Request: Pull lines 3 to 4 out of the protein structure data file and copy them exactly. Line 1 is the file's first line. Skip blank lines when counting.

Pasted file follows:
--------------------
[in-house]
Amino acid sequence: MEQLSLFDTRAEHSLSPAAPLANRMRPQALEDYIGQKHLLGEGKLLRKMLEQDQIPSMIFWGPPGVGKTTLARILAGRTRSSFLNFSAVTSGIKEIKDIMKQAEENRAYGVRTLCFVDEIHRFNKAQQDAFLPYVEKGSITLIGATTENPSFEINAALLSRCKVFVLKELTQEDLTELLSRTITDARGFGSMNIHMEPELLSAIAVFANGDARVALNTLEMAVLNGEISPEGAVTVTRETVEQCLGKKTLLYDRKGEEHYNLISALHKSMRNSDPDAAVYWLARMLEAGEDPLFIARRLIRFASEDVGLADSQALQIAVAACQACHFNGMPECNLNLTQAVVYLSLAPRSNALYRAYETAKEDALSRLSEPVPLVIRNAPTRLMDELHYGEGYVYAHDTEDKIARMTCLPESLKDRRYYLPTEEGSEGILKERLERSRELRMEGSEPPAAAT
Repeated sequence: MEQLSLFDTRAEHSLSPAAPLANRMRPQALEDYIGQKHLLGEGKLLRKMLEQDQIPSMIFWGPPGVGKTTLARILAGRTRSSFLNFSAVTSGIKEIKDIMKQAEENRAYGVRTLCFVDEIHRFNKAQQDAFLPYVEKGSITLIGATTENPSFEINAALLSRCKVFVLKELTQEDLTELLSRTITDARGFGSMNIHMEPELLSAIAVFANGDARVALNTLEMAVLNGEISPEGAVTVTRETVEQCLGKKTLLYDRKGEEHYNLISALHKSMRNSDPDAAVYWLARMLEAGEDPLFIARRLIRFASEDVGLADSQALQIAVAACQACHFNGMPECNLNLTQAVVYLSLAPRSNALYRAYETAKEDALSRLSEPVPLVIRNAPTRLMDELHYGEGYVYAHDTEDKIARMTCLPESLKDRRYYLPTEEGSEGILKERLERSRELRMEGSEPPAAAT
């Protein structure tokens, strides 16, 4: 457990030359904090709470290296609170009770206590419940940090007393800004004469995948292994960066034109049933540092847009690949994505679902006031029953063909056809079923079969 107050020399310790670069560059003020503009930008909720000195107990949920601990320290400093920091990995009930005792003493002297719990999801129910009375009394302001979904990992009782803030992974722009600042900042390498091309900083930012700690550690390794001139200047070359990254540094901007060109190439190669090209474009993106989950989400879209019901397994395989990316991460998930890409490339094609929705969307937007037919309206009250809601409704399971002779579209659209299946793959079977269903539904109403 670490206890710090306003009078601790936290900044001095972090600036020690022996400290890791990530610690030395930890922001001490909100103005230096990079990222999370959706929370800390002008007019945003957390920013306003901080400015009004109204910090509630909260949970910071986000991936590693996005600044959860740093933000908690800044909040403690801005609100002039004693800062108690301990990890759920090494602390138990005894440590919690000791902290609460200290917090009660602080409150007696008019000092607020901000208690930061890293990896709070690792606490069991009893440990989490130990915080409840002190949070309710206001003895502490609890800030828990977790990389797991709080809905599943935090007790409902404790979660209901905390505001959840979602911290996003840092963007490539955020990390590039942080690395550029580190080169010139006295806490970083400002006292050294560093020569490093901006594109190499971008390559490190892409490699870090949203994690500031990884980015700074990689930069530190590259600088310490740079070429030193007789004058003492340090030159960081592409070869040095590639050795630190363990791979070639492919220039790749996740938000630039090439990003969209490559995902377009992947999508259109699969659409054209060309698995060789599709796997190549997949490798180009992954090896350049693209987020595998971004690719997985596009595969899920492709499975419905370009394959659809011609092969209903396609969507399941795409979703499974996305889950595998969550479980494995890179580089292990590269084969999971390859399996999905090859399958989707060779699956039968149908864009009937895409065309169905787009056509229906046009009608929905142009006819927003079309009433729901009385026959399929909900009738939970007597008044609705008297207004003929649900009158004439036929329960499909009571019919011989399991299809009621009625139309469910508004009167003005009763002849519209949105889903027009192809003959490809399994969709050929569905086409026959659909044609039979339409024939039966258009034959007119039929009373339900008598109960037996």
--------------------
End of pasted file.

Repeated sequence: MEQLSLFDTRAEHSLSPAAPLANRMRPQALEDYIGQKHLLGEGKLLRKMLEQDQIPSMIFWGPPGVGKTTLARILAGRTRSSFLNFSAVTSGIKEIKDIMKQAEENRAYGVRTLCFVDEIHRFNKAQQDAFLPYVEKGSITLIGATTENPSFEINAALLSRCKVFVLKELTQEDLTELLSRTITDARGFGSMNIHMEPELLSAIAVFANGDARVALNTLEMAVLNGEISPEGAVTVTRETVEQCLGKKTLLYDRKGEEHYNLISALHKSMRNSDPDAAVYWLARMLEAGEDPLFIARRLIRFASEDVGLADSQALQIAVAACQACHFNGMPECNLNLTQAVVYLSLAPRSNALYRAYETAKEDALSRLSEPVPLVIRNAPTRLMDELHYGEGYVYAHDTEDKIARMTCLPESLKDRRYYLPTEEGSEGILKERLERSRELRMEGSEPPAAAT
């Protein structure tokens, strides 16, 4: 457990030359904090709470290296609170009770206590419940940090007393800004004469995948292994960066034109049933540092847009690949994505679902006031029953063909056809079923079969 107050020399310790670069560059003020503009930008909720000195107990949920601990320290400093920091990995009930005792003493002297719990999801129910009375009394302001979904990992009782803030992974722009600042900042390498091309900083930012700690550690390794001139200047070359990254540094901007060109190439190669090209474009993106989950989400879209019901397994395989990316991460998930890409490339094609929705969307937007037919309206009250809601409704399971002779579209659209299946793959079977269903539904109403 670490206890710090306003009078601790936290900044001095972090600036020690022996400290890791990530610690030395930890922001001490909100103005230096990079990222999370959706929370800390002008007019945003957390920013306003901080400015009004109204910090509630909260949970910071986000991936590693996005600044959860740093933000908690800044909040403690801005609100002039004693800062108690301990990890759920090494602390138990005894440590919690000791902290609460200290917090009660602080409150007696008019000092607020901000208690930061890293990896709070690792606490069991009893440990989490130990915080409840002190949070309710206001003895502490609890800030828990977790990389797991709080809905599943935090007790409902404790979660209901905390505001959840979602911290996003840092963007490539955020990390590039942080690395550029580190080169010139006295806490970083400002006292050294560093020569490093901006594109190499971008390559490190892409490699870090949203994690500031990884980015700074990689930069530190590259600088310490740079070429030193007789004058003492340090030159960081592409070869040095590639050795630190363990791979070639492919220039790749996740938000630039090439990003969209490559995902377009992947999508259109699969659409054209060309698995060789599709796997190549997949490798180009992954090896350049693209987020595998971004690719997985596009595969899920492709499975419905370009394959659809011609092969209903396609969507399941795409979703499974996305889950595998969550479980494995890179580089292990590269084969999971390859399996999905090859399958989707060779699956039968149908864009009937895409065309169905787009056509229906046009009608929905142009006819927003079309009433729901009385026959399929909900009738939970007597008044609705008297207004003929649900009158004439036929329960499909009571019919011989399991299809009621009625139309469910508004009167003005009763002849519209949105889903027009192809003959490809399994969709050929569905086409026959659909044609039979339409024939039966258009034959007119039929009373339900008598109960037996």